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I forgot to mention the reason that we check these packs, other than that a pharmacist legally must perform the final check before a medication is handed out. The packs are filled using robot machines so there is potential for error if a tablet drops from a canister when its not supposed to; if the tablet is damaged when it drops from the canister onto the receiving tray; if a canister runs out of medication in the middle of a pack; and many more permutations.

MYOB

[6th June, 2017]

Okay, wait. Just give me a minute, read on and it will all (hopefully) become clear.

“What other people think of you is none of your business” – various, or unknown

I had never heard of this philosophy until I needed psychology and psychiatry to fix my mind, or before I got into self improvement-type thoughts and ideas to do my part. Before the last 4 years, what other people thought of me was a major part of my daily life. Anxiety about who thought what about me, insecurity about how others saw me, fretting over any less than perfect social interaction, losing sleep over a joke at my expense, nightmares about potentially horrific social scenarios; I could go on. But I’ve tried hard to put these things in the past with helpful sentiments like the one above. It doesn’t always work, but it works a lot better than it did before I ever tried it! Now I try to mind my own business when it comes to my life, and just do my own thing.

It doesn’t always work out that you can afford to ignore other people’s thoughts about you. This last week I’ve been dealing with a not-so-hot probation review, a first  ever for me. It seems like it doubles as a first warning so its been pretty hard to process that one without losing sleep and getting pretty ruffled in my mind! More about that later. In the meantime its a challenge to work out what is my business to attend to, and what I can let pass through my brain and somehow spit out without it doing too much damage on the way through. And isn’t this the central dilemma of this philosophy? Applying it 100% would lead to big problems, but knowing what degree to apply it to a situation is not a science; its definitely an art!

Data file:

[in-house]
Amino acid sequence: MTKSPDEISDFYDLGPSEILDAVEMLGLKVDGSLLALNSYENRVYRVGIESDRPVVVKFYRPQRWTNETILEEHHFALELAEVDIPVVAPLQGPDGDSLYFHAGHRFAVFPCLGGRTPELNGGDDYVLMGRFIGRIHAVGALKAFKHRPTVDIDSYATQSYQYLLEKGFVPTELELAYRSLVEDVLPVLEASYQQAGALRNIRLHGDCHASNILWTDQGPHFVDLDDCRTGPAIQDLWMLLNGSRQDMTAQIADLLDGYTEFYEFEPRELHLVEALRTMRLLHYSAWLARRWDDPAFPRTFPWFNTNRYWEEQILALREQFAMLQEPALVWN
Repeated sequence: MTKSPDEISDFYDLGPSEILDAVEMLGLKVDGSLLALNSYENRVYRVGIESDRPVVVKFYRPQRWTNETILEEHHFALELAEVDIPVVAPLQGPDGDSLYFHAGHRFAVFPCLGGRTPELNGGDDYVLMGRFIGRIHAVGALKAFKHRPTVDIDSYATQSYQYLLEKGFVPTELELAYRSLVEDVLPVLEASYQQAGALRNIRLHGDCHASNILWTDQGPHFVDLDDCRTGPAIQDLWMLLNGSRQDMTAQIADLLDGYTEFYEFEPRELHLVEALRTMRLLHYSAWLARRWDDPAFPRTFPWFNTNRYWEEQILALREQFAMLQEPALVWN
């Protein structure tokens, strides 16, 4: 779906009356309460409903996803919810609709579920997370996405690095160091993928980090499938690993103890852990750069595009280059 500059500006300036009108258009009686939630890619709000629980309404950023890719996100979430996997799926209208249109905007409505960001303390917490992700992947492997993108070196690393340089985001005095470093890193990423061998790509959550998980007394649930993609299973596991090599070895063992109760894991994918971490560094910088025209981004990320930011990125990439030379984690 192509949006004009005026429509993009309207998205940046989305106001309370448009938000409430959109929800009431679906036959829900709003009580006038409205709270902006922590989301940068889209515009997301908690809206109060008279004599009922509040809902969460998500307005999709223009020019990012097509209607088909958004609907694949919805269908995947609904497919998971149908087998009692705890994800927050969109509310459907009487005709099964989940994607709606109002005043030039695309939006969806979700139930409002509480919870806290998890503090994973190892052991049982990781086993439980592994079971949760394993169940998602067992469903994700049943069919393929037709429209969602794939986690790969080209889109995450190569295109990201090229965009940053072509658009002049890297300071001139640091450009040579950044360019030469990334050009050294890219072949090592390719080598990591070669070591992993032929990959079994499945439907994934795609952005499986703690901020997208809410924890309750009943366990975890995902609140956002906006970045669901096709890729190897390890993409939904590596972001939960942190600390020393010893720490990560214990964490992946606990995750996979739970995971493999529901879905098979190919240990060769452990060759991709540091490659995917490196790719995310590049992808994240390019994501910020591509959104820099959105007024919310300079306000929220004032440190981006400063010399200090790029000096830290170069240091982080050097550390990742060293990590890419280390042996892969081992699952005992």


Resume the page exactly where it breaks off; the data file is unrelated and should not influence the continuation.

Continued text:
So…any ideas? I’m still thinking.

For now, I’m going to go and do the things that I know I can do, and do well, which today is bird watching and photography. And isn’t this a clincher for bird of the day? It’s slightly out of focus here due to how WordPress handles cropping photos, sorry.

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Superb Fairy Wren, male at least 4 to 5 years of age

Something to enjoy, to feel good about, to distract from unpleasantness in life: that’s birding to me. Never mind that for about half of the 3 hour walk it was showering rain. Doesn’t matter that my socks and shoes got thoroughly wet and I squelched all the way back to the car park. Don’t worry that my legs got chafed and my feet got sore. Can’t help it that the long distance photos were all blurry and foggy from the rain and mist.